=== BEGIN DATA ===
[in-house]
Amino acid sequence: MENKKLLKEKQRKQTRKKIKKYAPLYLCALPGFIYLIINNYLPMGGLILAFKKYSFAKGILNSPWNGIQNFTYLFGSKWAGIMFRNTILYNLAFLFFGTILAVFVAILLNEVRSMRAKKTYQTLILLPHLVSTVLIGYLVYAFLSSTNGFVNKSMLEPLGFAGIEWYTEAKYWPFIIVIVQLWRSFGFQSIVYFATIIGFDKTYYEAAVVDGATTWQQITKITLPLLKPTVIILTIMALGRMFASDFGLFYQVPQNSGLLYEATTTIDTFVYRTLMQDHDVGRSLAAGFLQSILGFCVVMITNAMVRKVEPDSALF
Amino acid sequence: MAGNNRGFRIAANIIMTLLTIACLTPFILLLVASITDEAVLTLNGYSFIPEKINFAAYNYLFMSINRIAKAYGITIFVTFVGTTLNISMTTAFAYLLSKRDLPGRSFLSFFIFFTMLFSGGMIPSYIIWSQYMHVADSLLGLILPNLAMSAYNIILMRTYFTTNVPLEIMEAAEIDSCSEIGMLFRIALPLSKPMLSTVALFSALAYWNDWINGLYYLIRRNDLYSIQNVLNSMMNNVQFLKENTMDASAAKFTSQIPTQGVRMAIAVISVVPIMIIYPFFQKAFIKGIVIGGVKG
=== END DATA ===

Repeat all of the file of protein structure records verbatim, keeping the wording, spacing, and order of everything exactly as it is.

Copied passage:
[in-house]
Amino acid sequence: MENKKLLKEKQRKQTRKKIKKYAPLYLCALPGFIYLIINNYLPMGGLILAFKKYSFAKGILNSPWNGIQNFTYLFGSKWAGIMFRNTILYNLAFLFFGTILAVFVAILLNEVRSMRAKKTYQTLILLPHLVSTVLIGYLVYAFLSSTNGFVNKSMLEPLGFAGIEWYTEAKYWPFIIVIVQLWRSFGFQSIVYFATIIGFDKTYYEAAVVDGATTWQQITKITLPLLKPTVIILTIMALGRMFASDFGLFYQVPQNSGLLYEATTTIDTFVYRTLMQDHDVGRSLAAGFLQSILGFCVVMITNAMVRKVEPDSALF
Amino acid sequence: MAGNNRGFRIAANIIMTLLTIACLTPFILLLVASITDEAVLTLNGYSFIPEKINFAAYNYLFMSINRIAKAYGITIFVTFVGTTLNISMTTAFAYLLSKRDLPGRSFLSFFIFFTMLFSGGMIPSYIIWSQYMHVADSLLGLILPNLAMSAYNIILMRTYFTTNVPLEIMEAAEIDSCSEIGMLFRIALPLSKPMLSTVALFSALAYWNDWINGLYYLIRRNDLYSIQNVLNSMMNNVQFLKENTMDASAAKFTSQIPTQGVRMAIAVISVVPIMIIYPFFQKAFIKGIVIGGVKG